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BWW Review: JEST A SECOND at Cherry Creek Theatre


Coming out is a drag.

BWW Review: JEST A SECOND at Cherry Creek Theatre

Coming out is hardly ever easy. The build up to the reveal, even down to the very second that the words, "I'm gay" leave your lips can make it feel like as soon as you say it, everything that you built up in your mind will immediately come cascading down like an avalanche. Such a moment is where we find ourselves in Cherry Creek Theatre's latest production, Jest a Second.

This production is a "well-oiled" machine. All the pieces fit with the actors on stage acting as the cogs in the wheel turning nicely and relying on each other to keep the pace moving forward. Rachel Turner as Sarah demonstrates a high level of skill throughout the performance, though it took me a moment to settle in to some of her individual character choices. However, she remained steadfast and convicted in the role which coerced me to get on board. As the actor husband, Bob, Austin Lazek, so too, exhibited a comfortability with the stage and the role. However, I wasn't fully sold on the character himself via the writing itself. Bob spends a significant portion of the play in female drag for reasons that are rather ostentatious and far-fetched.

As Joel, Andy Dus stands alongside Turner and Lazek with a level of comfortability on the stage, even while basking in the role of a character who is on the precipice of putting forth a revelation. At times though, I felt like the portrayal of anxiety prompted him to continually move around the stage, pacing mindlessly. At times, it was rather distracting. As the 11th hour character reveal, Ryan Omar Stack as Dr. Rosen is in a word, charming, in the role. Stacks had quite the task in joining the other players on stage so late in the game when the others had already "set the stage" with their Act 1 antics. He does a nice job of fitting himself into the mold. Though between Stacks and Dus, whose characters are in a relationship, I felt virtually no chemistry. There was a sense of intimacy that seemed to miss the mark. One moment that could've been a staged kiss was simply an awkward hug. As a member of the queer community, I found myself watching to seemingly straight actors portraying gay characters and I believe that in today's culture queer roles belong to queer actors. Admittedly, however, these gentleman could also identify as members of the LGBTQ community and should this be the case, I will happily put my foot in my mouth.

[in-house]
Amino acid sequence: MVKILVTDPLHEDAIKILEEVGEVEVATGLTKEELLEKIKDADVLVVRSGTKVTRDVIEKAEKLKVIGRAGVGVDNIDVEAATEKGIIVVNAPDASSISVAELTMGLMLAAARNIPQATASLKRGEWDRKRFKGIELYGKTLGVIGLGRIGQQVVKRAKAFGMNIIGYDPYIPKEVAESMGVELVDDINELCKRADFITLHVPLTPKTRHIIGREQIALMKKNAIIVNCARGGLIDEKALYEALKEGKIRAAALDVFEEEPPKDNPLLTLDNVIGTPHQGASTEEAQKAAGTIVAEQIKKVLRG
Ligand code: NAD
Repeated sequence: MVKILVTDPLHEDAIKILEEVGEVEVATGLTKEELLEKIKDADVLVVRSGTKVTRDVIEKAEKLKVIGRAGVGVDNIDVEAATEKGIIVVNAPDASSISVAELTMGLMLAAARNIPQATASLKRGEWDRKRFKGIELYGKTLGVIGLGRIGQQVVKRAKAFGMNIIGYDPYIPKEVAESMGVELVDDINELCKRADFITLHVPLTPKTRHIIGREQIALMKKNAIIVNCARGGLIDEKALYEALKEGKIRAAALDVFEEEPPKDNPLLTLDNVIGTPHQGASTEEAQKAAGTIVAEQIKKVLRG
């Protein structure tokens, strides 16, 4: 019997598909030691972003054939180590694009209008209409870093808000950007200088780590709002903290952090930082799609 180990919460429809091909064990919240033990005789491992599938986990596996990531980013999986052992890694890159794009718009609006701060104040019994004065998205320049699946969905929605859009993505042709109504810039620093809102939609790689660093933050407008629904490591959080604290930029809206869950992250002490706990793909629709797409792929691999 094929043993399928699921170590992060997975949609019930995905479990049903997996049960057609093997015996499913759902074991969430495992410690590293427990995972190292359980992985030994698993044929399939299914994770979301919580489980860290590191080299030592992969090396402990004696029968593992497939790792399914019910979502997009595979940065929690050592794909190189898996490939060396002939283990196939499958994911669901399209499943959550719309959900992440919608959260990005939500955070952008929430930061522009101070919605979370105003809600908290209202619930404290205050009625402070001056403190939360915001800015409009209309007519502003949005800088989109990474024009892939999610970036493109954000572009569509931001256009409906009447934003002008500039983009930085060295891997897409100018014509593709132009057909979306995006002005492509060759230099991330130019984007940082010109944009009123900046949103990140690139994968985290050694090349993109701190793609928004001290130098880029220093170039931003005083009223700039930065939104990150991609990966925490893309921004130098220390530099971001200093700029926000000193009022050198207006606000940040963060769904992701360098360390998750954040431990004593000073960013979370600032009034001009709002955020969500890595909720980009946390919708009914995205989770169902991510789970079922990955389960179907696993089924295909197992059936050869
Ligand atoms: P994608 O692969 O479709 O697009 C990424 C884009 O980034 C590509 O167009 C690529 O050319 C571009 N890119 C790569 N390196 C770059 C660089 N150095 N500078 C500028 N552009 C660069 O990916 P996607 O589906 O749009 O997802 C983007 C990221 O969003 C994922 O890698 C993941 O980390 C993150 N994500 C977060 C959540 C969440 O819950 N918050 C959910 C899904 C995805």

Chris Kendall as the father, Abe, was such a delight to watch, truly at home as the caring man of few words who does what his wife tells him to do, though perhaps not without the occasional eye role. As the mother, Miriam, Pamela Clifton steals the show and my own heart. Her genuine nature of that of a caring mother paired with such an understanding of comedic wit and timing was exactly what I didn't know I needed. The role itself calls for such comedy, but there are also moments of vulnerability and worry that Clifton handles so skillfully.

Under the direction of M. Curtis Grittner, the production elements of the show were clean and precise. Cherry Creek Theatre has a solid reputation for transforming the small black box theatre at the Mizel into a sizable set fit for intimacy. My one area of criticism, however, lays with the smaller details of the scenic design. Towards the beginning of the show I found myself pondering, "When ARE we?" It wasn't until the pagers came out that I had a better sense of the timeline. Other production elements such as Costume Design by Susan Rahmsdorff-Terry, Props by Lindsay Sullivan, and Lighting by Patrick Hinchliffe all added to the production in simple, thoughtful ways.

As a gay man sitting in the audience, I found myself uncomfortable toward the beginning of the production. Joel comes out as gay at the very top of the show. While sitting among what is your typical audience demographic, I sat with anticipation for someone to react negatively to what was being put before their eyes. I am happy to report that I saw no such reactions among my fellow theatregoers. I think the show does a good job of not only "dropping the bomb" at the very start, but also normalizing the reactions of those straight family members who have loved ones come out to them. The show also takes a few different moments to discuss what other sort of experiences queer people have when they come out of the closet told through a lens of "the negative reactions some people have to such news is not okay." Clifton has a moment in the second act where she says, "You are Jewish. And there are people out there who HATE you because you're Jewish. You're also gay. And there are people out there who HATE you because you're gay." Mounting such a show with a such message from the very first scene when you know your audience may or may not approve is admirable for Cherry Creek Theatre because there is almost a guarantee that someone in the audience is someone who needs to see this show. Someone who needs to feel the influence of change through theatre.

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